By Steven Reinberg
MONDAY, Dec. 23 (HealthDay News) -- Women who eat nuts during pregnancy -- and who aren't allergic themselves -- are less likely to have kids with nut allergies, a new study suggests.
Dr. Michael Young, an associate clinical professor of pediatrics at Harvard Medical School, and colleagues collected data on more than 8,200 children of mothers who took part in the Nurses' Health Study II. The women had reported what they ate before, during and after their pregnancies.
About 300 of the children had food allergies. Of those, 140 were allergic to peanuts and tree nuts.
The researchers found that mothers who ate the most peanuts or tree nuts -- five times a week or more -- had the lowest risk of their child developing an allergy to these nuts.
Children of mothers who were allergic to peanuts or tree nuts, however, did not have a significantly lower risk, the study found.
The report was published online Dec. 23 in the journal JAMA Pediatrics.
The rate of U.S. children allergic to peanuts more than tripled from 0.4 percent in 1997 to 1.4 percent in 2010, according to background information included in the study. Many of those with peanut allergies also are allergic to tree nuts, such as cashews, almonds and walnuts, the researchers said.
"Food allergies have become epidemic," said Dr. Ruchi Gupta, an associate professor of pediatrics at the Northwestern University Feinberg School of Medicine.
"Our own studies show that 8 percent of kids in the United States have a food allergy -- that's one in 13, about two in every classroom," said Gupta, the author of an accompanying journal editorial.
Yet why this epidemic is happening remains a mystery, Gupta said. "We do not have any evidence as to what is causing this increase in food allergy," she said. "It's some kind of genetic and environmental link."
The new findings do not demonstrate or prove a cause-and-effect relationship between women eating nuts during pregnancy and lower allergy risk in their children, Young said.
"The results of our study are not strong enough to make dietary recommendations for pregnant women," he said.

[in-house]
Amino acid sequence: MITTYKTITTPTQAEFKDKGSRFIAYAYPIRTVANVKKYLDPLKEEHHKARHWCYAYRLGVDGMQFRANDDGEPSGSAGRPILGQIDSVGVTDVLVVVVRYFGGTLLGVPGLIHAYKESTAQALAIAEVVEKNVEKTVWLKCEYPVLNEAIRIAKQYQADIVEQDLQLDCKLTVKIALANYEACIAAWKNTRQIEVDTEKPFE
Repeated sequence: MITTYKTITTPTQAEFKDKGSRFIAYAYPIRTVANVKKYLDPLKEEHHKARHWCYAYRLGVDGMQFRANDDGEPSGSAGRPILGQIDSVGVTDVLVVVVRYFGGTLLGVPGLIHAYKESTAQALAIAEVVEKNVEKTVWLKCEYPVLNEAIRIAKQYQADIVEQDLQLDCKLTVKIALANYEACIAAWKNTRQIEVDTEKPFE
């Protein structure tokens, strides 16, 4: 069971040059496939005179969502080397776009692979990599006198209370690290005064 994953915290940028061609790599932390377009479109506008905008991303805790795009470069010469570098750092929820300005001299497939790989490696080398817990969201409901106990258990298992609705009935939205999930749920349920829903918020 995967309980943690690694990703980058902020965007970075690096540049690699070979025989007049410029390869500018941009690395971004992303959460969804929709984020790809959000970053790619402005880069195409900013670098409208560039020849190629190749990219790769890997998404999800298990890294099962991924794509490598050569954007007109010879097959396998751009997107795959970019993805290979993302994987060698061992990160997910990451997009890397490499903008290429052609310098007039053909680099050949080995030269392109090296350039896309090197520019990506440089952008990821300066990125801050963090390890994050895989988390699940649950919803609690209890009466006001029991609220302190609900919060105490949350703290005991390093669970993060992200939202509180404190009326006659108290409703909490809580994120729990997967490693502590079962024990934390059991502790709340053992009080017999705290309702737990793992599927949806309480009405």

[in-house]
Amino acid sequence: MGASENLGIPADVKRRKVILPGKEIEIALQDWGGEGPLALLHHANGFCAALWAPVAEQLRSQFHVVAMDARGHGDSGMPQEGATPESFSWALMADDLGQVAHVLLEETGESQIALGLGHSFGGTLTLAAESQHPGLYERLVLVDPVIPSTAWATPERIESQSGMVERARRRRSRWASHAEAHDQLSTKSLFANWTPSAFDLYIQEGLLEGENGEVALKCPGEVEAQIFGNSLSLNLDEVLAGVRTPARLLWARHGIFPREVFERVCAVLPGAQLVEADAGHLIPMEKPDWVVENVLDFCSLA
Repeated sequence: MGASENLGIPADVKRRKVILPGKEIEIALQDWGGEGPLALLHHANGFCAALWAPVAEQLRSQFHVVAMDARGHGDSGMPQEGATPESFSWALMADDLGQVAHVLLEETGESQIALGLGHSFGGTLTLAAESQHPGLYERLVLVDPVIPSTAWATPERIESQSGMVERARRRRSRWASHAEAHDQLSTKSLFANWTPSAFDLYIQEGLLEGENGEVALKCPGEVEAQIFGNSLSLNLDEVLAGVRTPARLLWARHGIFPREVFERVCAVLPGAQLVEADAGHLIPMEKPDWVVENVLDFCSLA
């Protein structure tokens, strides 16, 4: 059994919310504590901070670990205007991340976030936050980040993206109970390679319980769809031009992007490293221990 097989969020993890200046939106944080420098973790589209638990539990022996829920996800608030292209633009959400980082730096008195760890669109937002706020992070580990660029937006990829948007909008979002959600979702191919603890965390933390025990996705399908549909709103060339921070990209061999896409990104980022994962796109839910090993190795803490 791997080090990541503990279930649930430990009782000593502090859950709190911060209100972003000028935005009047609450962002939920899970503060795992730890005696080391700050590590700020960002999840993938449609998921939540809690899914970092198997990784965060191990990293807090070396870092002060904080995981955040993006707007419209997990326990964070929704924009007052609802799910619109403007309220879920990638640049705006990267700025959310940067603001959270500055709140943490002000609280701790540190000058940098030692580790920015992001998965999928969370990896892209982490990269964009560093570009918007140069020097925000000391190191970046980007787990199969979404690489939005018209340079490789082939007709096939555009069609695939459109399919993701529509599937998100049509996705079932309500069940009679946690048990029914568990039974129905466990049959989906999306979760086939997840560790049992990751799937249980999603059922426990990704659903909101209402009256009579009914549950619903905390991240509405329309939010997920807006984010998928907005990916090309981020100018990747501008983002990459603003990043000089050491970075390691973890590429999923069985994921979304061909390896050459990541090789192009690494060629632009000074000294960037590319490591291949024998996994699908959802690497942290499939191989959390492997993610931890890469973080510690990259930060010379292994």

Young said the findings do, however, add to the growing evidence that early introduction of foods increases the development of tolerance and reduces the risk of allergies.
"Our data should reassure pregnant women that they could eat nuts without causing the offspring to be allergic to nuts," he said.
Gupta agreed. "With the recent increase in food allergies, I think mothers are fearful that eating certain foods may cause their child to develop that food allergy," she said. But that isn't backed by any data, she noted.
"Mothers should not be fearful of eating certain foods and should go on with their regular cravings and their regular diets and not avoid things to try to protect their child from allergy," she said.
This study suggests that exposure to nuts early in life might protect kids from developing an allergy to them -- a theory that also has been linked to other foods to which kids are commonly allergic, Gupta said. "The problem is that we do not have enough strong data to recommend this," she said.
The eight foods to which children are most commonly allergic are peanuts, milk, eggs, tree nuts, shellfish, fin fish, wheat and soy, Gupta said. Children often outgrow these allergies, she said.
"The ones that are most commonly outgrown are egg and milk allergies," she said. "Things like nuts and fish and shellfish -- only about 10 percent to 20 percent [of people] outgrow those allergies."
The dramatic increase in food allergies is not just an American phenomenon, but is being seen worldwide, Gupta said. "We are definitely seeing higher rates in Canada, Europe, Japan, China, India -- all over the world," she said.
Gupta said she is hopeful that during the next decade it will be discovered why this increase in food allergies is happening and what can be done about it.